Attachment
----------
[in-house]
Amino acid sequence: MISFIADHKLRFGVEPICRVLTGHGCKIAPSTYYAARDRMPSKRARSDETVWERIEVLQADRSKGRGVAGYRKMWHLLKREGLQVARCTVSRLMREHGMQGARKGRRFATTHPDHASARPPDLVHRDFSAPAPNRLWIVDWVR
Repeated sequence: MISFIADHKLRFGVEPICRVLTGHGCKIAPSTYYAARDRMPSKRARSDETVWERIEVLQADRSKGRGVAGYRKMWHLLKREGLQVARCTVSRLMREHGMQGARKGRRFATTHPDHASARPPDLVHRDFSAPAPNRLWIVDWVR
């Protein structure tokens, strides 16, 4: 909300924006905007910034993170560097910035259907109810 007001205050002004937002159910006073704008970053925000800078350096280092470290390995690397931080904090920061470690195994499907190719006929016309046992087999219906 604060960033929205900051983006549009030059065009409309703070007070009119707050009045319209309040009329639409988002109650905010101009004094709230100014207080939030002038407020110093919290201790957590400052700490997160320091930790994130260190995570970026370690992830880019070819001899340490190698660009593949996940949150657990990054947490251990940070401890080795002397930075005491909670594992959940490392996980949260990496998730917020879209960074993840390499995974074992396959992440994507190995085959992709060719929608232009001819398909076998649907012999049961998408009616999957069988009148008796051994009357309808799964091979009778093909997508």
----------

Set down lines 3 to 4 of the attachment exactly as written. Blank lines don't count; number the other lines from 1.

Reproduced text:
Repeated sequence: MISFIADHKLRFGVEPICRVLTGHGCKIAPSTYYAARDRMPSKRARSDETVWERIEVLQADRSKGRGVAGYRKMWHLLKREGLQVARCTVSRLMREHGMQGARKGRRFATTHPDHASARPPDLVHRDFSAPAPNRLWIVDWVR
């Protein structure tokens, strides 16, 4: 909300924006905007910034993170560097910035259907109810 007001205050002004937002159910006073704008970053925000800078350096280092470290390995690397931080904090920061470690195994499907190719006929016309046992087999219906 604060960033929205900051983006549009030059065009409309703070007070009119707050009045319209309040009329639409988002109650905010101009004094709230100014207080939030002038407020110093919290201790957590400052700490997160320091930790994130260190995570970026370690992830880019070819001899340490190698660009593949996940949150657990990054947490251990940070401890080795002397930075005491909670594992959940490392996980949260990496998730917020879209960074993840390499995974074992396959992440994507190995085959992709060719929608232009001819398909076998649907012999049961998408009616999957069988009148008796051994009357309808799964091979009778093909997508």